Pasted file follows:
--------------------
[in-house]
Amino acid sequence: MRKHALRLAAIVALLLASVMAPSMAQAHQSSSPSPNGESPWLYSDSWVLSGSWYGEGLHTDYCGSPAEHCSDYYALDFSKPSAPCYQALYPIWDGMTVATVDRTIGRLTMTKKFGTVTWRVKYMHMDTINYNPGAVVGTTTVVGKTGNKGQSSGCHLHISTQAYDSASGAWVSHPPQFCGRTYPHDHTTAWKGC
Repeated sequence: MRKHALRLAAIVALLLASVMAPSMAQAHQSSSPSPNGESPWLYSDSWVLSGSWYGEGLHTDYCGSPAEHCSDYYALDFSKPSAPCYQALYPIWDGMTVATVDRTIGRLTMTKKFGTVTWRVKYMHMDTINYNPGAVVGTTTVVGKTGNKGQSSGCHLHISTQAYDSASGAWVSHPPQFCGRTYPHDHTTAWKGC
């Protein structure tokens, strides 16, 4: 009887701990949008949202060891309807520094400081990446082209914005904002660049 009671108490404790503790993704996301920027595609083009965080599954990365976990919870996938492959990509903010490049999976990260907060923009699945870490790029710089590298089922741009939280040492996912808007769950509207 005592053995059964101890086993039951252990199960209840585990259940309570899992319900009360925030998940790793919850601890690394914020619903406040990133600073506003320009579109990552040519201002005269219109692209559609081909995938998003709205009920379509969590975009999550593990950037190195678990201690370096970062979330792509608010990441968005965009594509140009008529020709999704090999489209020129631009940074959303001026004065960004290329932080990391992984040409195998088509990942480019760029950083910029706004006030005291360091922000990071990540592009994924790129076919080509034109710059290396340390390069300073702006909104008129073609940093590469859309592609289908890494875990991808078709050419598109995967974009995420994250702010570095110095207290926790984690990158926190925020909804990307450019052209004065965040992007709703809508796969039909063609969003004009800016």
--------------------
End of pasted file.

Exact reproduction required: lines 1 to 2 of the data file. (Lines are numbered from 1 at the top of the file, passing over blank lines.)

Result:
[in-house]
Amino acid sequence: MRKHALRLAAIVALLLASVMAPSMAQAHQSSSPSPNGESPWLYSDSWVLSGSWYGEGLHTDYCGSPAEHCSDYYALDFSKPSAPCYQALYPIWDGMTVATVDRTIGRLTMTKKFGTVTWRVKYMHMDTINYNPGAVVGTTTVVGKTGNKGQSSGCHLHISTQAYDSASGAWVSHPPQFCGRTYPHDHTTAWKGC